This is a closer view of the STV building. Another shoe box, though smaller than the BBC Scotland one. The round building to the right was I believe once an entrance to a pedestrian tunnel under the Clyde. (There is a similar rotunda building where it debouched on the north bank which now houses four restaurants.)
Glasgow seems to have a liking for bulbous grey architecture.
This started with the building whose construction saw it immediately dubbed the Armadillo. Its “Sunday” name is the Clyde Auditorium. It sits on the north bank of the Clyde in Finnieston right by the Crowne Plaza Hotel (where Eastercon was held this year) and the SECC and has certain structural similarities to the Sydney Opera House.
On the other side of the River Clyde lie more examples. The nearest to the camera here is Glasgow’s IMAX cinema. The other silvery building is the Glasgow Science Centre of which the tall white tower on the left is also a part.
This is a closer view of the IMAX. It looks like a giant silver slug. The entrance is on the other side.
And here’s the Science Centre closer up.
And the Science Centre from the north bank of the river. The paddle steamer Waverley is at anchor.
Better view of the Waverley, the last remaining ocean-going paddle steamer in the world.
Glasgow’s newest concert venue is the latest addition to the bulbous grey architecture fixation. It’s the Hydro.
So. That was Eastercon.
The Convention hotel (the Crowne Plaza, formerly the Moat House) was hard by the River Clyde. It’s the tall building. The footbridge is called the Bell’s Bridge.
The bridge is in its swung open position here.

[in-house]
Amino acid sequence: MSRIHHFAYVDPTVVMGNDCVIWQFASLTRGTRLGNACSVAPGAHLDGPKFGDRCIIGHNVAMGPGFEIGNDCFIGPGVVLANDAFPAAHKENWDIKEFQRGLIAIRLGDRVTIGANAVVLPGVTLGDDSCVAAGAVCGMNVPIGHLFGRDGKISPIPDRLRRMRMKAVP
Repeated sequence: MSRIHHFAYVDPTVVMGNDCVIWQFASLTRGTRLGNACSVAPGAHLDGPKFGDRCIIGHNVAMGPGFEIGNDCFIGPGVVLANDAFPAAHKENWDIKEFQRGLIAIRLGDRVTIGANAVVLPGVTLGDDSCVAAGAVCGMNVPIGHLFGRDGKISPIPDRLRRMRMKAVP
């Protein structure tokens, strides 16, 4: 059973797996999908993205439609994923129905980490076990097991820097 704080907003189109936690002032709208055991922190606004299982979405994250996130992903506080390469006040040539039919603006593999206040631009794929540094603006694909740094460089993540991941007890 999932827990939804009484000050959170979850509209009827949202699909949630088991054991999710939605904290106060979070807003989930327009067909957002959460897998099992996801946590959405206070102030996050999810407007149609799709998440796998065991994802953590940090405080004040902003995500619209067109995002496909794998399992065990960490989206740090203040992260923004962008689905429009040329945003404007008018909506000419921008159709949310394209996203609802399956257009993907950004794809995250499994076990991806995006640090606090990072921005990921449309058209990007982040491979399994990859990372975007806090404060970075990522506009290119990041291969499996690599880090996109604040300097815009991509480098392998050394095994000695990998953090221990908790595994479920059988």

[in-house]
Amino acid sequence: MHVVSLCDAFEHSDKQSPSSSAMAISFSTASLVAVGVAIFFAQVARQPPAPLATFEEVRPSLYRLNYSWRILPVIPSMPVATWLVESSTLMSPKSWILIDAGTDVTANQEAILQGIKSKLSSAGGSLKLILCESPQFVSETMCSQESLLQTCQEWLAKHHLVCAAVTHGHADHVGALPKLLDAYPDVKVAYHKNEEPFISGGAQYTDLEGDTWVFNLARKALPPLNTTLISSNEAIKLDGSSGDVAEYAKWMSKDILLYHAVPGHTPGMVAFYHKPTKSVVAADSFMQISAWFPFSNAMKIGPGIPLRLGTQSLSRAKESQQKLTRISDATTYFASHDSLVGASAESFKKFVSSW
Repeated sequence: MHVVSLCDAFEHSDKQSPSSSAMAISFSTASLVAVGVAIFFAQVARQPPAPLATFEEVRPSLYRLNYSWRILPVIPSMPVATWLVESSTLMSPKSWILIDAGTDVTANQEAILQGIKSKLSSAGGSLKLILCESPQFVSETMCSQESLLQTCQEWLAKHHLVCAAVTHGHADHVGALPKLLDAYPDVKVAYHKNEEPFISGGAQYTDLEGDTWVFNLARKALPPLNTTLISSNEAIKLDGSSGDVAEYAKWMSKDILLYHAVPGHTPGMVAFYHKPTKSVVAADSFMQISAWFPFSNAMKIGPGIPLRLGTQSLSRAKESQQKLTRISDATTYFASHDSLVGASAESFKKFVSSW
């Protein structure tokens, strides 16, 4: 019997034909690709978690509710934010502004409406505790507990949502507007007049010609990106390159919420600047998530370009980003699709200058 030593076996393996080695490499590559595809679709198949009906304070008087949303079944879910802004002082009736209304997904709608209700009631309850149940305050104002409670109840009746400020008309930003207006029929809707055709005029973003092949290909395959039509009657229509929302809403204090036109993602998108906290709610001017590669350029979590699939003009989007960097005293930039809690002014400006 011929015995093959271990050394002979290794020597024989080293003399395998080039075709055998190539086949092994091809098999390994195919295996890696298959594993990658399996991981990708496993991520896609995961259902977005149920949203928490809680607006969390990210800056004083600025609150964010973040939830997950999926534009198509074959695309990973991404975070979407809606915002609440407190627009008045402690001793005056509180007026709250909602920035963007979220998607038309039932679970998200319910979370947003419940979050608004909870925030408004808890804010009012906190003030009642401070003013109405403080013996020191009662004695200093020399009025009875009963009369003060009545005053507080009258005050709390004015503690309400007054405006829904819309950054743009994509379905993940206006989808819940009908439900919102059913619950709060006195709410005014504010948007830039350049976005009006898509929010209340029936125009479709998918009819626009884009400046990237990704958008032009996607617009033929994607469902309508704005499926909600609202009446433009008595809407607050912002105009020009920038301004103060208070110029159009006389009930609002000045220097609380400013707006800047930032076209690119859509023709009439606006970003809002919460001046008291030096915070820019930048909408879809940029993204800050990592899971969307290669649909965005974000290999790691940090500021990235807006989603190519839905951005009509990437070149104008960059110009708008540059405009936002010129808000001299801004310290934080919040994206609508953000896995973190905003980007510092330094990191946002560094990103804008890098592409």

I met quite a lot of old acquaintances and made some new ones. Plus I bought two books.
The two panels I was on went well and I didn’t make a fool of myself (I think.) The one on steampunk had an unexpected extra panellist.
Yes, a steam driven dalek!
Well, a dalek made to look steam driven by fellow panellist Peter Harrow, a fount of information on all things steampunk. It was actually radio-controlled. The chocolate rabbit was a nice touch.
The civic buildings in Brasilia are stunning architectural statements, still futuristic in form, some of them even spaceship-like. Whether they succeed on a human scale is another matter and Brasilia has been criticised as being not easy to live in without a car but, nowadays, that stricture could equally be applied to cities and towns with more conventional architecture.
Images of Brasilia along with other designs by Niemeyer can be found here.
Oscar Niemeyer 15/12/1907 – 5/12/2012. So it goes.
This is Specsavers, York. I forget which street it was on. The windows still look original!
Waterstones: mainly for the windows. The upper ones seem to have been replaced at some time.
This is the south entrance to a modern retail outlet building with an Art Deco style exterior. It’s just off the A 19 Selby Road, York.
There were some nice deco style pillars to the left of the entrance.
All my Art Deco pictures of York are on my flickr.